Please stop telling me what to think
Friday 21 February, 2014
Why do newspapers treat their readers like idiots incapable of coming to any sort of judgment on anything for themselves?
This morning's Daily Mirror splash is built upon a photograph of a little girl holding a rolled-up £20 and a photograph of a woman in a bikini. There is a line of cocaine and a razor blade on the photograph.
At the time the shutter clicked, the child may not have known what the drug was, what the note was for, or whether there was any significance to the picture she was holding.
Her fate afterwards is not recorded. But it doesn't take Stephen Hawking to know that the combination is all wrong - especially as this picture was taken in a paedophile's bedroom.
The Mirror is not going to risk the reader missing the importance of the shot: 'BEYOND BELIEF' screams the heading at the bottom of the page, under a secondary headline that says
'This sick picture of a four-year-old girl holding a line of cocaine was taken by Lostprophets pervert Ian Watkins...in his bedroom. Shockingly, it was first shown to cops SIX YEARS AGO'
What is beyond belief? That a man who is in jail for 29 years for repeated child sexual abuse might take a photograph of a fully clothed little girl with some drugs? I can believe that quite easily.
That the police were told six years ago? Well, I don't find it surprising that no action was taken on the basis of one photograph. The response - or lack of it - is, however, under scrutiny by the Independent Police Complaints Commission.
The story is a decent enough tab tale, it's the language that gets SubScribe in a bate. The sick picture. The shockingly. The sickening kicker for the caption.
The front-page copy is written straight with no superfluous adjectives and adverbs. But inside the bile is spattered all over the page. The page 1 picture is repeated, along with two inset photographs of Watkins, one of the woman who went to the police and a ragout. The kickers are 'shock image', 'vile', 'predator', 'sick' and 'fury'. Come on. We know he's not a nice man.
It was the same the other day in the Mail splash about the Labour trio and the paedophiles: vile, notorious, predatory, scandal, astonishingly and two shockings in the first six pars.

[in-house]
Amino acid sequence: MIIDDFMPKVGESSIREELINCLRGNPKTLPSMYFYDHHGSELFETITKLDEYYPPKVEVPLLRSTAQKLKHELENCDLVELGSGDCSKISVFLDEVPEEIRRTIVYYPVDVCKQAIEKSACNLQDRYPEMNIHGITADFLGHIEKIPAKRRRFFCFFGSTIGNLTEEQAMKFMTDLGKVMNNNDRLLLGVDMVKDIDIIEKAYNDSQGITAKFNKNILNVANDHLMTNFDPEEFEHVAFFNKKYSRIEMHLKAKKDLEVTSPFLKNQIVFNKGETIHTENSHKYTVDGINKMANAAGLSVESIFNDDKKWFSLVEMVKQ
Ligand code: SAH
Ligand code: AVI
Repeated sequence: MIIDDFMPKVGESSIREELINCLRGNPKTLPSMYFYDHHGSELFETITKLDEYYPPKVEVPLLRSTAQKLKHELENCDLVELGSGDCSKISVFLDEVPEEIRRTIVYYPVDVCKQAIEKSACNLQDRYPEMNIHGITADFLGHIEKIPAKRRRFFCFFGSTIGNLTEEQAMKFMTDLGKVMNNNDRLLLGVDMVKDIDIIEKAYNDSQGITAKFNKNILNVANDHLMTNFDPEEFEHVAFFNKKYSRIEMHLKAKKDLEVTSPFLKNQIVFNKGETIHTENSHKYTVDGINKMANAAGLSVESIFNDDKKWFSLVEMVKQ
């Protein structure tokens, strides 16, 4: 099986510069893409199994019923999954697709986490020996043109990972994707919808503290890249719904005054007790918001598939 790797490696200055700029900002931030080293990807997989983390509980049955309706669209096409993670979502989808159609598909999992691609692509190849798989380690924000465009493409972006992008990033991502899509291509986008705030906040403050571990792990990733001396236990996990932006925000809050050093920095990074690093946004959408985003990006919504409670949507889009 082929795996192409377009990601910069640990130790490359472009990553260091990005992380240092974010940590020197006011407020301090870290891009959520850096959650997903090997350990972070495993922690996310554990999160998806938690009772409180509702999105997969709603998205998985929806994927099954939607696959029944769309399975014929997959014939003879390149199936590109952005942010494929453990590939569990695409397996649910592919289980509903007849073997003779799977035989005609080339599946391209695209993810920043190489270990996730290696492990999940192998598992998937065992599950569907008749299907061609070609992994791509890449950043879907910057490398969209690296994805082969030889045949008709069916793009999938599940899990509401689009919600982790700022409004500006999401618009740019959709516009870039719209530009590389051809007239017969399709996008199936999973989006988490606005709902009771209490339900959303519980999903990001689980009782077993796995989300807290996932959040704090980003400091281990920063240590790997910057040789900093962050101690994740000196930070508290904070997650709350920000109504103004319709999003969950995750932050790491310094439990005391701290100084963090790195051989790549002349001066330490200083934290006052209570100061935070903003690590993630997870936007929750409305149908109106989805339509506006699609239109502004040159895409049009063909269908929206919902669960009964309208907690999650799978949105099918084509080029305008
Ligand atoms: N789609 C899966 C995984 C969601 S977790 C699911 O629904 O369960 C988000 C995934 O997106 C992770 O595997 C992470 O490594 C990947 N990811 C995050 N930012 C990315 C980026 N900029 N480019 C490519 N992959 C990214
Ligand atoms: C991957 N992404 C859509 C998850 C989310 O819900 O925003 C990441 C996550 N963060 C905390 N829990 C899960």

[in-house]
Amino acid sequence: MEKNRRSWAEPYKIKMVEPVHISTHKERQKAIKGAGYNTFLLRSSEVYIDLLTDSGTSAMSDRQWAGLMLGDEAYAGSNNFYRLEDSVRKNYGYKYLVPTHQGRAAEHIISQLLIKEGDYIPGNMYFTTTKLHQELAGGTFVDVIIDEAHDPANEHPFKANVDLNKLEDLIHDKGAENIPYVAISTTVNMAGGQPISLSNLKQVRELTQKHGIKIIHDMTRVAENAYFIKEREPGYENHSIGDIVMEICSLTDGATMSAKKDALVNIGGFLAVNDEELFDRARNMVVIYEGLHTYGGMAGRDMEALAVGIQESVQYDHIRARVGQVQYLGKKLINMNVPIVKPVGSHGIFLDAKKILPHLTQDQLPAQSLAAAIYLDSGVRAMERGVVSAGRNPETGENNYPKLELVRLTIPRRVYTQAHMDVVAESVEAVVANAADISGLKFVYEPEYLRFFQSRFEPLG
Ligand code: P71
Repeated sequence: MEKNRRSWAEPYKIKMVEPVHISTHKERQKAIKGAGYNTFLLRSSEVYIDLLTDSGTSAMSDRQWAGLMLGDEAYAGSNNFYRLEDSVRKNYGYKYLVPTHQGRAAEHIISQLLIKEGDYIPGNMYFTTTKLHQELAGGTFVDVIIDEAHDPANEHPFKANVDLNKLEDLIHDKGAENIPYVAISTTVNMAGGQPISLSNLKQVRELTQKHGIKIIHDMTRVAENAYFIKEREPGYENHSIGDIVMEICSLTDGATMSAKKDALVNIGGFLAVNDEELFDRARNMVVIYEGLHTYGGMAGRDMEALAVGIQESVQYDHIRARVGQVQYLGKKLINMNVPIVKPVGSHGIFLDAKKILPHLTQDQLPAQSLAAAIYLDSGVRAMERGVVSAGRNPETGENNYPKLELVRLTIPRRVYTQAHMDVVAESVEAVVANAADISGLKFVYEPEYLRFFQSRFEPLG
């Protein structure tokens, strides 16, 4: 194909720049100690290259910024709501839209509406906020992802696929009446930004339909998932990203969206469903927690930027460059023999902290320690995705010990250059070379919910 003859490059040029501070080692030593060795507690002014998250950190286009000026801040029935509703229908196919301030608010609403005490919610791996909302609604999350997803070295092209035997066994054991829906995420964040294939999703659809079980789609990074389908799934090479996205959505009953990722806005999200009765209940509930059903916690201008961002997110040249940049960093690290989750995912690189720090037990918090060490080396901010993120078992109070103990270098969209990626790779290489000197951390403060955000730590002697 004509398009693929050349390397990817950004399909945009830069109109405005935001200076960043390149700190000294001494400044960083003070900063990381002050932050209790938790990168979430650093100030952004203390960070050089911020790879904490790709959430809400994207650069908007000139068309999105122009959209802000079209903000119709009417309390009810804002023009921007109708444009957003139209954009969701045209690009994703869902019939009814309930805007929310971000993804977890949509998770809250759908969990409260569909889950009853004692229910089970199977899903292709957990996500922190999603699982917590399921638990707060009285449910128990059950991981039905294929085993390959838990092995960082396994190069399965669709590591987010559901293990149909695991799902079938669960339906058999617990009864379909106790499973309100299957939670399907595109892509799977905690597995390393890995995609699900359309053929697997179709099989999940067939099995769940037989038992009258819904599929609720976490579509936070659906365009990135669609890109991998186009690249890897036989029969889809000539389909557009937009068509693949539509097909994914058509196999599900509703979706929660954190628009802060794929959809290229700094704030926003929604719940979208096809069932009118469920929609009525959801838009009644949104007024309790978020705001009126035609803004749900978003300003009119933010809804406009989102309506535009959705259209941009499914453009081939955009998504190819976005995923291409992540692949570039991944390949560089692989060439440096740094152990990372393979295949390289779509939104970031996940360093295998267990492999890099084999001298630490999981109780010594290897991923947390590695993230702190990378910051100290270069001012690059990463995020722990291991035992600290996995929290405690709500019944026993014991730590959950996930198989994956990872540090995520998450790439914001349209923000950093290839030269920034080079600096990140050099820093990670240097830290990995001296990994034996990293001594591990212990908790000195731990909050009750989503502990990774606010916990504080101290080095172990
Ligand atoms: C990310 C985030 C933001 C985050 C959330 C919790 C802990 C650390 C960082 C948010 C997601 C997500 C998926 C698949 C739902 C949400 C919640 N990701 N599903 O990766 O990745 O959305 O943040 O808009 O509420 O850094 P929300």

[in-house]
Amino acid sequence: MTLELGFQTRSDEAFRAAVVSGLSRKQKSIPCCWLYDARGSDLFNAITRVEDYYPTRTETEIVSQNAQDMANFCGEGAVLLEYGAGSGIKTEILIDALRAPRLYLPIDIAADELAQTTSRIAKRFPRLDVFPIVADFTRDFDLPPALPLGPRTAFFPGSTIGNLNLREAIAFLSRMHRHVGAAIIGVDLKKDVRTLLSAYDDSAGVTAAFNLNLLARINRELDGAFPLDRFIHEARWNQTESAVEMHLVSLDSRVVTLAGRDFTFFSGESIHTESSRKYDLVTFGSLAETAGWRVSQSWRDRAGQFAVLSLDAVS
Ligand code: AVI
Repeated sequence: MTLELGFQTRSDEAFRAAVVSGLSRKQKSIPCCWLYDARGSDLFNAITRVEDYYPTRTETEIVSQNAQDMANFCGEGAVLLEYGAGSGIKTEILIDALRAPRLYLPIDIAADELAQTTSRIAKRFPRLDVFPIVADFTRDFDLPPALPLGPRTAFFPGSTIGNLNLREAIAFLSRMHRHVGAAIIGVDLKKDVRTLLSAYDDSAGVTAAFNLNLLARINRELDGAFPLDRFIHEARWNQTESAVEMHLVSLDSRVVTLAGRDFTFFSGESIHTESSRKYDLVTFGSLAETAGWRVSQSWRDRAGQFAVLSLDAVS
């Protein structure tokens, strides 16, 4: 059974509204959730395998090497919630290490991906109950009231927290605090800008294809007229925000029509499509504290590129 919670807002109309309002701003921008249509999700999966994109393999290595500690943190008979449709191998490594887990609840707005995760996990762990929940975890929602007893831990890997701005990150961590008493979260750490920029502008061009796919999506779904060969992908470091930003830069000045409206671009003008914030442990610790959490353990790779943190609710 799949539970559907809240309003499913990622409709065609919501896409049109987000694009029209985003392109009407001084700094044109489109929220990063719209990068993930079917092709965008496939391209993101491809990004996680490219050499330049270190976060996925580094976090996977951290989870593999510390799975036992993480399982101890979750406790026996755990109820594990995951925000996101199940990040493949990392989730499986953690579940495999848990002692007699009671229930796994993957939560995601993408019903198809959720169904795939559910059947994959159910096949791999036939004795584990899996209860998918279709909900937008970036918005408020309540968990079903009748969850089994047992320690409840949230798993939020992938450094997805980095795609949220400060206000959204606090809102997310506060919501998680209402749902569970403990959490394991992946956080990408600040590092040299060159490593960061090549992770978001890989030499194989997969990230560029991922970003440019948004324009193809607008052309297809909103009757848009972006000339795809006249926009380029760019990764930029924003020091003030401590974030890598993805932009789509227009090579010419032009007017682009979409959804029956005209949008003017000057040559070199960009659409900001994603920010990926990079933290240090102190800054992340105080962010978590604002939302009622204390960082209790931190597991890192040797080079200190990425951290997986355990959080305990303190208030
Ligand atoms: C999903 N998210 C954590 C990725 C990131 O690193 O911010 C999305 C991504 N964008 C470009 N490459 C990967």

Once we get to the inside spread the words come tumbling out still faster: extraordinary, bizarre, grotesque, appalling, morally repugnant, deeply troubling, very murky, revolting, amazingly, disgusting, morally bankrupt... and so it goes on.
Please! Didn't anyone ever teach these people that old lesson, 'never describe someone as famous' - if they are it's unnecessary, if they aren't it's untrue. The same applies to all this.
The Mail and Mirror are far from the only offenders. SubScribe could have found similar examples in dozens of stories this week.
Few have the same affection as the Mail for the word 'vile', but every paper is culpable. The broadsheets tend to offend through their choices of verb, rather than adjective or adverb. 'Claimed' is the most common; 'forced' another favourite.
Convicted prisoners in Pakistan may not like weaving carpets, but to say - as the Independent did yesterday - that they are forced to do this and other 'menial work' is to invite the reader to think ill of the country's penal system. It may or may not be a good system, but a ban on mobile phones and the requirement to work in a local factory don't seem to add up to the draconian regime suggested by the text.
Adverbs should be unnecessary if the right verb is employed. Adjectives should also make themselves scarce. It is the describing words that sensationalise stories which should be strong enough to stand on their merits. And that's what gets our Press a bad name.
Let the readers make up their own minds.